Agriculture

Despite more fertilizer, nitrate levels not up in Raccoon River

Experts find concentrations have actually declined

Corn and soybeans, growing side by side in this Iowa field, tend to lose nitrates to surface water at different rates, according to a new study by seven Iowa scientists. The study reached the surprising conclusion that soybean fields in the Raccoon River watershed are more susceptible than cornfields to nitrate loss. (IIHR — Hydroscience & Engineering photo)
Corn and soybeans, growing side by side in this Iowa field, tend to lose nitrates to surface water at different rates, according to a new study by seven Iowa scientists. The study reached the surprising conclusion that soybean fields in the Raccoon River watershed are more susceptible than cornfields to nitrate loss. (IIHR — Hydroscience & Engineering photo)

A substantial expansion of corn acreage in the Raccoon River watershed during the recent ethanol boom has not — despite experts’ predictions to the contrary — increased nitrate levels in the nutrient-plagued river, according to recently published research by seven Iowa scientists.

Although corn acreage increased 19 percent and nitrogen fertilizer inputs increased 24 percent in the watershed since 1999, the researchers found that nitrate concentrations in the Raccoon River actually had declined slightly in the years since.

“It’s a counterintuitive conclusion. You would think with more nitrogen fertilizer being applied, more nitrates would flow into the river,” said Christopher Jones, a research engineer at the University of Iowa, IIHR-Hydroscience and Engineering, and lead author of the report published in the Journal of Soil and Water Conservation.

The study results “contradict what many people consider to be the problem and the solution,” said Roger Wolf, director of environmental programs and services for the Iowa Soybean Association, a key participant in the research.

Those results indicate that soybean fields in the Raccoon River watershed are more susceptible than cornfields to nitrate loss.

Both Jones and Wolf said the advantages of rotating crops, which include less reliance on chemicals to control weeds and insects, far outweigh the reduced nutrient losses associated with continuous corn.

“What we are really saying is that we need to look at ways we can initiate soybean cultivation practices that reduce nitrate losses,” Jones said.

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Both Jones and Wolf said nutrient losses could be reduced substantially by eschewing fall tillage of soybean fields and planting cover crops on them immediately after harvest.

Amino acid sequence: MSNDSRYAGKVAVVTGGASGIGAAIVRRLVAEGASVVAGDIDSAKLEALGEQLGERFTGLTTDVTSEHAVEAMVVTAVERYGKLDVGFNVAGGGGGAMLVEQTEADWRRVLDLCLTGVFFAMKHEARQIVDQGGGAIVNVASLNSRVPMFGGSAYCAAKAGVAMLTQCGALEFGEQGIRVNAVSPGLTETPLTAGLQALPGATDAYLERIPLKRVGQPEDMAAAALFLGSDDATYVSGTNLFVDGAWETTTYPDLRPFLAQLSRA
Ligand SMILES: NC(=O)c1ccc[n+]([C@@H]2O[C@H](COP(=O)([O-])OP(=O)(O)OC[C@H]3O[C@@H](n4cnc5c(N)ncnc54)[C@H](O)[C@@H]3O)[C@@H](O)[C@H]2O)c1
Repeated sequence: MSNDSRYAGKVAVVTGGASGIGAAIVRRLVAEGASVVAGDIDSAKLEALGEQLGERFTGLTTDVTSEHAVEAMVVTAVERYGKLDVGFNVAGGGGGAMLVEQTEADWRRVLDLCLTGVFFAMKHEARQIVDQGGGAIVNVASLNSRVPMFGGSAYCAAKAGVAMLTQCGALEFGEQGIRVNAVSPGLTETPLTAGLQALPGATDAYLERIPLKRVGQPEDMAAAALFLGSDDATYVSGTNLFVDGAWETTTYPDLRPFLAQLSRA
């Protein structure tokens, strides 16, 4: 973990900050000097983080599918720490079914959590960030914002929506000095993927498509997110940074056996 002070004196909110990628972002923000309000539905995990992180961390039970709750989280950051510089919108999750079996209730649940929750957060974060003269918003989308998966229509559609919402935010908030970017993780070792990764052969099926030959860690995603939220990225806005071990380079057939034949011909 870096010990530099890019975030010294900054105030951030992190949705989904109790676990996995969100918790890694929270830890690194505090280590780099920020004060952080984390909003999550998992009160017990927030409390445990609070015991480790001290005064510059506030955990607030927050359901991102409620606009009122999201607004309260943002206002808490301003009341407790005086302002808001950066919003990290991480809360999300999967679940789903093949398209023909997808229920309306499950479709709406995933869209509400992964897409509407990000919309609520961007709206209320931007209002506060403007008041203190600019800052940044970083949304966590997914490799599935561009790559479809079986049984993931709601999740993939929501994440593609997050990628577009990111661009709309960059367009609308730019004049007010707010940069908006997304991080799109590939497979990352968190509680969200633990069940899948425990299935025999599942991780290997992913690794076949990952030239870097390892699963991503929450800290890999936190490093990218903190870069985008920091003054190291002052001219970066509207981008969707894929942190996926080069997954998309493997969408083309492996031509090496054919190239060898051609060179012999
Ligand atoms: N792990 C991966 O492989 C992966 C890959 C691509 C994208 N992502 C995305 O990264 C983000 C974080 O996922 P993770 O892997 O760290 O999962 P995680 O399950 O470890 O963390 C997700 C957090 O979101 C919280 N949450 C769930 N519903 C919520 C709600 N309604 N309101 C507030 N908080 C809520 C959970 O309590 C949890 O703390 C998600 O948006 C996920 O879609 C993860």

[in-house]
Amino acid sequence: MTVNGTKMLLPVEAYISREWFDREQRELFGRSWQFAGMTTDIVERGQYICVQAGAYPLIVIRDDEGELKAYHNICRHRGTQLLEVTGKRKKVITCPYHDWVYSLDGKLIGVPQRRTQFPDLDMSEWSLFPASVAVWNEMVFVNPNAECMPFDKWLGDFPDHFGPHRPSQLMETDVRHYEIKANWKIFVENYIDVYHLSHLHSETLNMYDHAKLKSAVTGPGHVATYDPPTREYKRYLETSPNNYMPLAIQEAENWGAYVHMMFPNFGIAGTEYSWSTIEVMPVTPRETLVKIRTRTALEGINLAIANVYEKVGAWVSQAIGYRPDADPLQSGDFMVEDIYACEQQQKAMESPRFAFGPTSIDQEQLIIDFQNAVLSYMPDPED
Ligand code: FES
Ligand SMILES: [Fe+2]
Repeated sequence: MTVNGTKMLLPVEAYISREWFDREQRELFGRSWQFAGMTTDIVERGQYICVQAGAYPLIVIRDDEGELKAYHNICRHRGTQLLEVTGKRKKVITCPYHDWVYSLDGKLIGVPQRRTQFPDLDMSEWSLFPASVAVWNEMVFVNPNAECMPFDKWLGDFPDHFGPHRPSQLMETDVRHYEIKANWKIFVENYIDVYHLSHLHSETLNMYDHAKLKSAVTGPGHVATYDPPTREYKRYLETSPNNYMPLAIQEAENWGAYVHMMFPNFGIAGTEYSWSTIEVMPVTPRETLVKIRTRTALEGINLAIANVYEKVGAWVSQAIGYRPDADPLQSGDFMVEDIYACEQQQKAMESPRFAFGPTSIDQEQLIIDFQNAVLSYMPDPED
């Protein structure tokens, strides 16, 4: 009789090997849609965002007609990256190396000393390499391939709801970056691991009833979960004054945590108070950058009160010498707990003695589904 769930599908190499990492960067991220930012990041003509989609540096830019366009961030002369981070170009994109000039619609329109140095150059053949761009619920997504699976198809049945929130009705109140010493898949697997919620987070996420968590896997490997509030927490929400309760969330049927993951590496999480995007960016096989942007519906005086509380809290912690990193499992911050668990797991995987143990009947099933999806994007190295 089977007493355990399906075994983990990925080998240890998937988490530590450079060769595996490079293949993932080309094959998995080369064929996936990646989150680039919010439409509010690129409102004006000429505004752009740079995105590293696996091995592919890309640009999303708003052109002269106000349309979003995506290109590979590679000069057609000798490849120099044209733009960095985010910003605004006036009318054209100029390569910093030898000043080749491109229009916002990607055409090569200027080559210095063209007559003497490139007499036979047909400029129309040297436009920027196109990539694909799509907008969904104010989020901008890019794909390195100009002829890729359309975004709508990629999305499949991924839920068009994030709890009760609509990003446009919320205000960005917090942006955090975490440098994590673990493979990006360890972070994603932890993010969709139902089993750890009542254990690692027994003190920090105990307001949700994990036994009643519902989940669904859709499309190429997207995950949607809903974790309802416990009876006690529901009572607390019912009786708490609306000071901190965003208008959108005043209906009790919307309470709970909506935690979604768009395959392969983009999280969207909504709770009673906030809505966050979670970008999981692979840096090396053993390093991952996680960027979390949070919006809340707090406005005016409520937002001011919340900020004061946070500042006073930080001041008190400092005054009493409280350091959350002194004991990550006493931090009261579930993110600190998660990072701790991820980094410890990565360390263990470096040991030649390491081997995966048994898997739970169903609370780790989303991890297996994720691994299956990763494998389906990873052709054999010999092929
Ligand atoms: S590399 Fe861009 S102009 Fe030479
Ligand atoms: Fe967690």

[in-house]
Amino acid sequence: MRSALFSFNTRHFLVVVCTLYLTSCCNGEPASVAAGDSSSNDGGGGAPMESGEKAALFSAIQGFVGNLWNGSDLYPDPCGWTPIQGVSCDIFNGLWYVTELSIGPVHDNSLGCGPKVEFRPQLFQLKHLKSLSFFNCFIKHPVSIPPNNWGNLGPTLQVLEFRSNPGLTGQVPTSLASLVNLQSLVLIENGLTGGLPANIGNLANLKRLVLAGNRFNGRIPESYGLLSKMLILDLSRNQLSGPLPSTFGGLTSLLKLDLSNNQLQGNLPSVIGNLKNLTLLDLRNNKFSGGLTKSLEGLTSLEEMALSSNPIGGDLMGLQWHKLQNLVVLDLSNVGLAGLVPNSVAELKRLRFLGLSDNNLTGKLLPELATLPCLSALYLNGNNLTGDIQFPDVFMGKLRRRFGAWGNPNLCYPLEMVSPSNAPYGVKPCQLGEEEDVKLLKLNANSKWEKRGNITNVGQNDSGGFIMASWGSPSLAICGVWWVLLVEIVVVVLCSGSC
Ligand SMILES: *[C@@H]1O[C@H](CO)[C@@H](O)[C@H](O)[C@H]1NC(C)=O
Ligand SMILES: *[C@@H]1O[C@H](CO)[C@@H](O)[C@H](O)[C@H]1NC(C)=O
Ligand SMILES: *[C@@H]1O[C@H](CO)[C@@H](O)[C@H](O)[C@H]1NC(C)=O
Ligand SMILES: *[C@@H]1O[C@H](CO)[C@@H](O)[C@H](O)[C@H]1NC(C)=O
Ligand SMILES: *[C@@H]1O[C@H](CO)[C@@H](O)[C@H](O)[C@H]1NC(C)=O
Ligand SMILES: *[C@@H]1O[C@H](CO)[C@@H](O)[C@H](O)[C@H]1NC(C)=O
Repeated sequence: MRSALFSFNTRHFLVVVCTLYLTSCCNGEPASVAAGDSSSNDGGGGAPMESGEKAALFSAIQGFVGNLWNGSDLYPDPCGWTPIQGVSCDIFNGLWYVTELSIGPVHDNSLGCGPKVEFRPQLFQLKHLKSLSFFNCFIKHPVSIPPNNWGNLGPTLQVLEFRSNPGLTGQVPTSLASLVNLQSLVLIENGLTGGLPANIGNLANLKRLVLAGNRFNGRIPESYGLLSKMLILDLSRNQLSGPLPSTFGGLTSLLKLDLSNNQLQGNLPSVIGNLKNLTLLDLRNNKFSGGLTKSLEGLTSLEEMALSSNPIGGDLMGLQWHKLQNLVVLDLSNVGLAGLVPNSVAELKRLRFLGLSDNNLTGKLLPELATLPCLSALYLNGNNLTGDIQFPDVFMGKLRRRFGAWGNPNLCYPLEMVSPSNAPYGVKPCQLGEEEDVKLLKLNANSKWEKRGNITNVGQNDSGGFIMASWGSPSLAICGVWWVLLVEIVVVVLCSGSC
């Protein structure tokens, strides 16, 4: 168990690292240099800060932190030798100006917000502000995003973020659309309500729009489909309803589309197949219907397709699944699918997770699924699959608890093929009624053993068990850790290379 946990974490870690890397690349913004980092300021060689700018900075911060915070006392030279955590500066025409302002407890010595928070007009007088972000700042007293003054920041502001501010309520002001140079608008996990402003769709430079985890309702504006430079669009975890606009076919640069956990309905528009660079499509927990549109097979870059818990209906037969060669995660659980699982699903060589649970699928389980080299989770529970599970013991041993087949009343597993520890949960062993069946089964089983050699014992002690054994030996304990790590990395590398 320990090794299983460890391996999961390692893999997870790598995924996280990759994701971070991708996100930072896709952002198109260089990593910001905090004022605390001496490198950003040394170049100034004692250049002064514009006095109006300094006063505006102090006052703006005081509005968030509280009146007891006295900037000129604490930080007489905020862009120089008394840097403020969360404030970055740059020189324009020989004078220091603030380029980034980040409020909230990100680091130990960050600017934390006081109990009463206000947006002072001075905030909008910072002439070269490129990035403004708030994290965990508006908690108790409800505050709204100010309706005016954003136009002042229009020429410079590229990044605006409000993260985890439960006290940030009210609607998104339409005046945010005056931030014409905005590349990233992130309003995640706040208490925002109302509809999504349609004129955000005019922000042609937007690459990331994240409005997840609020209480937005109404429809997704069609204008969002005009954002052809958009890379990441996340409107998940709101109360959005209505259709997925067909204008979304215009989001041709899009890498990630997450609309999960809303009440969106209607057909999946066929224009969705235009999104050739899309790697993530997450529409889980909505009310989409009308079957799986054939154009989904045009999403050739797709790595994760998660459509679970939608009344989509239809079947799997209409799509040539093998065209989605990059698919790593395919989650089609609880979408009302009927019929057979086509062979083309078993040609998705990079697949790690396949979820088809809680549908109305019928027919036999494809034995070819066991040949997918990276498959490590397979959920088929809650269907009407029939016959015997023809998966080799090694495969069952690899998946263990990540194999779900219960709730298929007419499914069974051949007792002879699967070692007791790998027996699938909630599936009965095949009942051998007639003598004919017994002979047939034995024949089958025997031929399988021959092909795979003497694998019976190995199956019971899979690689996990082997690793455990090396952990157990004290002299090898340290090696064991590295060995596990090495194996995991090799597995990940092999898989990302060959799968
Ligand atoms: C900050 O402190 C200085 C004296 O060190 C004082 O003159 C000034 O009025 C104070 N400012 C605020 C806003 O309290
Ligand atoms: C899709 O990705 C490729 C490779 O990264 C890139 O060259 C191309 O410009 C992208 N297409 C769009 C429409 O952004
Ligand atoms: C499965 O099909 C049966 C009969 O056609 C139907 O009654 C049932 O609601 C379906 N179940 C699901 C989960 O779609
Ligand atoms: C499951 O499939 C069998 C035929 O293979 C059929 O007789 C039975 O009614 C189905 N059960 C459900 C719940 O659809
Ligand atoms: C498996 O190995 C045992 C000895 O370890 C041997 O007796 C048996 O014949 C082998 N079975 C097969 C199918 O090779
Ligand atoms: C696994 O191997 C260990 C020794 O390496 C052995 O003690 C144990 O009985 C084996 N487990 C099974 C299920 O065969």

Jones said he and his colleagues believe that declining soybean acres resulting from increased corn plantings may have reduced the cropped areas most vulnerable to nitrate loss, more than compensating for the increased fertilizer inputs on corn acreage.

Farmers typically apply from 150 to 200 pounds of nitrogen fertilizer per acre of corn ground, while they apply little if any to fields intended for soybeans. Since 1980, about 80 percent of the watershed’s 3,625 square miles above Des Moines has been planted to corn and soybeans.

Jones said differences between corn and soybean plant growth, soil chemistry and the decay of stalks and other crop residues likely explain why soybean fields tend to lose more nitrates than cornfields.

Dead and decomposing soybean plants, when compared with cornstalks, can increase the amount of nitrate in the soil vulnerable to loss, especially if accompanied by fall tillage, he said.

Jones said the soil in the Des Moines lobe region of Northern Iowa, much of which lies within the Raccoon River watershed, contains exceptionally high concentrations of intrinsic organic nitrogen that is susceptible to leeching when in contact with water.

Because corn has considerable more biomass than soybeans and a longer growing season, it uses more soil moisture than soybeans, which translates to more water flowing through underground tile drainage systems beneath soybeans than beneath corn, he said.

“Because tile nitrate concentrations are similar under both corn and soybeans, more tile flow under soybeans can mean more nitrate delivered to streams,” he said.

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The scientists examined nitrate concentration and loading data from more than 60 monitoring sites in the Raccoon watershed from 1999 to 2014. Their data were derived from nearly 7,000 samples collected by the Des Moines Water Works, the Iowa Soybean Association and the Agriculture’s Clean Water Alliance.

Wolf said the research is based on “an unprecedented data set” that includes not only extensive water sampling but also climate and river flow data, as well as crop rotations and fertilization rates.

“The big take-home for me,” he said, is that without integrated data on a large scale, “you could chase the wrong solution for a long time and wonder where the results are.”

The study results, he said, also underscore that in a naturally nutrient rich system with variable climate — a system like the Raccoon River watershed — rainfall influences nutrient losses much more than fertilizer applications.

The Raccoon, a principal source of drinking water consumed by 500,000 central Iowans, is considered impaired for use as drinking water. The Des Moines Water Works since 1992 has operated a nitrate removal plant to ensure compliance with the Environmental Protection Agency’s minimum nitrate standard of 10 parts per million.

As of last week, all 10 of the Iowa Water Quality Information System’s 10 real-time gauges on the Raccoon and Des Moines rivers above Des Moines were recording nitrate concentrations above the EPA’s minimum standard, and nitrate concentrations were above 15 parts per million at four of them.

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